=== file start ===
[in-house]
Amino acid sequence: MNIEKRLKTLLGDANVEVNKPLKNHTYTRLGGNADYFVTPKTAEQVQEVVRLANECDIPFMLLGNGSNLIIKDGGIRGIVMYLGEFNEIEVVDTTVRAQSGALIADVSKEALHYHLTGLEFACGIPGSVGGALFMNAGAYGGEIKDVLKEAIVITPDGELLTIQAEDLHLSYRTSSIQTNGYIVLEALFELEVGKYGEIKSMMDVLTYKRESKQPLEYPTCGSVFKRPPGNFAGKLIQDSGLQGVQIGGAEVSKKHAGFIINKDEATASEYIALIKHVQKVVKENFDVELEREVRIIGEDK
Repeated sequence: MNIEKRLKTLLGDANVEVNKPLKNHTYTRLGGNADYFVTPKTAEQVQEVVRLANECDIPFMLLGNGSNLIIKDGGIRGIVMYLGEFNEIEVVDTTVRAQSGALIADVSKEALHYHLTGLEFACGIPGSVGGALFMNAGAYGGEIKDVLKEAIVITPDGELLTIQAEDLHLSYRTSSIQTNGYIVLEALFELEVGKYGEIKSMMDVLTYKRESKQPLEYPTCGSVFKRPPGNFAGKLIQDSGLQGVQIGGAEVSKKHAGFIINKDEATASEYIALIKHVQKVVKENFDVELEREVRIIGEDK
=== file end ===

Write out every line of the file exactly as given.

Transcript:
[in-house]
Amino acid sequence: MNIEKRLKTLLGDANVEVNKPLKNHTYTRLGGNADYFVTPKTAEQVQEVVRLANECDIPFMLLGNGSNLIIKDGGIRGIVMYLGEFNEIEVVDTTVRAQSGALIADVSKEALHYHLTGLEFACGIPGSVGGALFMNAGAYGGEIKDVLKEAIVITPDGELLTIQAEDLHLSYRTSSIQTNGYIVLEALFELEVGKYGEIKSMMDVLTYKRESKQPLEYPTCGSVFKRPPGNFAGKLIQDSGLQGVQIGGAEVSKKHAGFIINKDEATASEYIALIKHVQKVVKENFDVELEREVRIIGEDK
Repeated sequence: MNIEKRLKTLLGDANVEVNKPLKNHTYTRLGGNADYFVTPKTAEQVQEVVRLANECDIPFMLLGNGSNLIIKDGGIRGIVMYLGEFNEIEVVDTTVRAQSGALIADVSKEALHYHLTGLEFACGIPGSVGGALFMNAGAYGGEIKDVLKEAIVITPDGELLTIQAEDLHLSYRTSSIQTNGYIVLEALFELEVGKYGEIKSMMDVLTYKRESKQPLEYPTCGSVFKRPPGNFAGKLIQDSGLQGVQIGGAEVSKKHAGFIINKDEATASEYIALIKHVQKVVKENFDVELEREVRIIGEDK